There’s also Armstrong Woods State Park in Sonoma County (all redwood trees), by the Russian River which are also impressive and wonderful.
There’s also a beautiful grove of redwoods in the heart of SF, in the Botanical Gardens in Golden Gate Park.
The Redwoods NP and vicinity is a food desert. Bring picnic provisions.
Trinidad is worth a stop overnight or not. We enjoyed dinner at The Lighthouse Grill.
Unless LA is important for this trip, I'd be inclined to fly into Portland and drive to San Francisco. You have time to see much of the beautiful Oregon and Northern California coast and also to explore some of the redwood areas. The Oregon redwoods trail near Brookings OR, the Avenue of the Giants, or Redwoods Nat'l Park in Northern CA. If you want to drive through a redwood tree, you have to do the Northern CA route. You can google 'drive through redwood trees' to see where they are.
I lived along the Avenue of the Giants and I agree with those who suggested Muir Woods or Armstrong Woods State Park. If you do decide to go further north I suggest you stay in Ferndale, a picturesque Victorian town near Eureka.
Armstrong Woods is a great place yo see redwoods and less crowded than Muir Woods
Lots of great suggestions here. Muir Woods, yes, but be aware it can be heavily oversubscribed. Parking can be a problem. The CA state park system has lots of options. Big Basin, Prairie Creek (where Fern Canyon is, and also has wild elk) Richardson Grove are closer to SF. Jedediah Smith is up near Crescent City. I have lived in the Bay Area my whole life and have been to all of these. Some of these may be technically within the boundaries of Redwood NP, but the NP is not like Yosemite where it’s a focused hub of ecotourism. Much of the redwoods are both federal and state, look at the Redwood National Park site to understand it better, I find it confusing myself. You can also see tall redwoods in Palo Alto (but it’s definitely worth a drive to see whole groves!) I almost think the giant sequoias are even more spectacular than the coast redwoods. Both are great in their own way. But the ones in the sierras will make your jaw drop in awe at their girth. When you consider that the top of a coast redwood is the better part of a football field away, there may be diminishing marginal utility of each foot in height.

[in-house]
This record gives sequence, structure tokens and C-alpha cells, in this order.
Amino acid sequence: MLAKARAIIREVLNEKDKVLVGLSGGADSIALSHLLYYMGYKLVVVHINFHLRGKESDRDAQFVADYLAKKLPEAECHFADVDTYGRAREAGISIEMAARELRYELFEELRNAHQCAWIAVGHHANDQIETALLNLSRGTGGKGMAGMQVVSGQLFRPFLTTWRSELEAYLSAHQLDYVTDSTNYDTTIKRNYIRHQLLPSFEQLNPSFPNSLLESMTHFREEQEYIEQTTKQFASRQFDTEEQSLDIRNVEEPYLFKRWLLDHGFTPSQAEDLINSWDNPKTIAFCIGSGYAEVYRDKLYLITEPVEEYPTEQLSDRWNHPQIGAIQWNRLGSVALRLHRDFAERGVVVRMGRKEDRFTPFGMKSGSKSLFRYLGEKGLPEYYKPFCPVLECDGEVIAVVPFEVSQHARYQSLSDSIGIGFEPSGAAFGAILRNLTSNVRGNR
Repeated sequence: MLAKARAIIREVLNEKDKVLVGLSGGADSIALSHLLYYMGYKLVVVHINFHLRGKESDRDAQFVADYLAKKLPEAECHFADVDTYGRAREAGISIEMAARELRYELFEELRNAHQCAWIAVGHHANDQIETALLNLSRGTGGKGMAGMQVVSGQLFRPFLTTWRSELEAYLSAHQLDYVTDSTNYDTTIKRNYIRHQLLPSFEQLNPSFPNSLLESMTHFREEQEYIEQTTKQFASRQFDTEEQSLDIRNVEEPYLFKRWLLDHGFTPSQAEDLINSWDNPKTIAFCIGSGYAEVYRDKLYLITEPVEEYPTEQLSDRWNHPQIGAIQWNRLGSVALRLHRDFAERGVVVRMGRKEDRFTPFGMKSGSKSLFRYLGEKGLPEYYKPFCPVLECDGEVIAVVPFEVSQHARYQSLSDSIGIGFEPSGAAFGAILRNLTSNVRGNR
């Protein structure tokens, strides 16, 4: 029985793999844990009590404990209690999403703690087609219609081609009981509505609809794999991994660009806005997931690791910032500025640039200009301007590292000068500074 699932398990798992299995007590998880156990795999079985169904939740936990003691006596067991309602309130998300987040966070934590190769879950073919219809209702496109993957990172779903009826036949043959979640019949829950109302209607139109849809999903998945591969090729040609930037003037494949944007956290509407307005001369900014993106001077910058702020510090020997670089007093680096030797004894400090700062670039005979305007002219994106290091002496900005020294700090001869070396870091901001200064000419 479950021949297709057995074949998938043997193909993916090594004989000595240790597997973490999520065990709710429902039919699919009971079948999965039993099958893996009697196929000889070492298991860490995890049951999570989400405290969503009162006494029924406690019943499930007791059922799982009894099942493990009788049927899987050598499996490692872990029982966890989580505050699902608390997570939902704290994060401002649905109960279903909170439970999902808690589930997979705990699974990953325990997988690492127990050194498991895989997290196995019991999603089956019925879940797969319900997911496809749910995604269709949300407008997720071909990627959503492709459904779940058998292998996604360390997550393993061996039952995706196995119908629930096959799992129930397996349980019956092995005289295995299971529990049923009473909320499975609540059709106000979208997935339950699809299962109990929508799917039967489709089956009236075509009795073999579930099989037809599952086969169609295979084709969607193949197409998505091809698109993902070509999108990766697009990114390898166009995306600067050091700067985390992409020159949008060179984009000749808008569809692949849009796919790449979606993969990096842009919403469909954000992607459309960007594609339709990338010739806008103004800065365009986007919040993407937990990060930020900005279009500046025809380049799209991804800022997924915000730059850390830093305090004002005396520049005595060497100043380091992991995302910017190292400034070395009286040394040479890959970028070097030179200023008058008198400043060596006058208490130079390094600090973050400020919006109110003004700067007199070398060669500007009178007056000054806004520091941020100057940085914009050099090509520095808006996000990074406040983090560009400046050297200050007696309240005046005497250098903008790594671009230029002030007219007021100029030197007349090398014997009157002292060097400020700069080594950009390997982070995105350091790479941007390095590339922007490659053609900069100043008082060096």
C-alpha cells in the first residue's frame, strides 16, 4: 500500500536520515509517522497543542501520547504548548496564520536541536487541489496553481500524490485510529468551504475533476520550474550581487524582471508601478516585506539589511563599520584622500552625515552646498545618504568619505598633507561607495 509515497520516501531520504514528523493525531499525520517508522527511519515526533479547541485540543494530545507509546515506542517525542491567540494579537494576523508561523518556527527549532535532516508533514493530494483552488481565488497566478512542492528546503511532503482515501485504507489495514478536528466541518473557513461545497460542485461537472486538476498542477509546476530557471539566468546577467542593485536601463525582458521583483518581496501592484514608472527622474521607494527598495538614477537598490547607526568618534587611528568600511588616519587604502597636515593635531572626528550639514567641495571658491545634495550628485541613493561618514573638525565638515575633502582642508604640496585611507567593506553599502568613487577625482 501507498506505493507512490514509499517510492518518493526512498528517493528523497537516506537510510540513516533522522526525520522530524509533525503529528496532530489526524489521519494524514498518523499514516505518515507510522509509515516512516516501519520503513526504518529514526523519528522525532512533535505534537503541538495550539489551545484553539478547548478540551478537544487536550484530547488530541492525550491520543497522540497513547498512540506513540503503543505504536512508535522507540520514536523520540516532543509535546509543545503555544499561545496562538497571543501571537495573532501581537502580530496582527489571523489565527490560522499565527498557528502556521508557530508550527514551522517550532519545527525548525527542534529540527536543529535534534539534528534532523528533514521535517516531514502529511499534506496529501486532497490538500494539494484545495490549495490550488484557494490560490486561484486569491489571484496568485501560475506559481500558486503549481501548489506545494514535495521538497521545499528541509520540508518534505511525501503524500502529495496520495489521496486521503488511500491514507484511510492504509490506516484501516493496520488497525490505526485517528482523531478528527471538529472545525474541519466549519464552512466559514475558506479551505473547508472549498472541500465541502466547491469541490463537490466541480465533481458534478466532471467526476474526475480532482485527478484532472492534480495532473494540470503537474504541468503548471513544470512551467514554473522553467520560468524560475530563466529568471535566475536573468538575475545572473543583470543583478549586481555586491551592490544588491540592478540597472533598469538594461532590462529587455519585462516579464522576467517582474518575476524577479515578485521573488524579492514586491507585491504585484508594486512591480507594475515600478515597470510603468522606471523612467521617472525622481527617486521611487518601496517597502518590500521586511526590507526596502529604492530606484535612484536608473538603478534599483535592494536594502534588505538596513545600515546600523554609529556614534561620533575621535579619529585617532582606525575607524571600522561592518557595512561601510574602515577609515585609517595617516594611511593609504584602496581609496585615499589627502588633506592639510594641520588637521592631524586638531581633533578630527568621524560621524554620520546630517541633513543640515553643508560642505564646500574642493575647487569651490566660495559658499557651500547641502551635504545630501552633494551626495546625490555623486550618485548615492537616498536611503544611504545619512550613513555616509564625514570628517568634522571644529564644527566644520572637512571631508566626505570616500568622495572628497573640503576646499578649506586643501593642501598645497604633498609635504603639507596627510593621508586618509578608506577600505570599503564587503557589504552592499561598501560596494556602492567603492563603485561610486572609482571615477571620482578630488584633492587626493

If Redwood National Park( RNP) is what you want, then I think it is preferable to fly into Portland and drive south. (The reverse would work as well if you fly into SF and out from Portland)
Going to RNP from SF is at least a 6 hr drive each way. In the summer with motor homes and trailer homes on a two lane highway, and a lot of 'no passing' zones it will be a not fun drive. And doing it twice in 3 days...UGH.
My suggestion boils down to 'go one way'.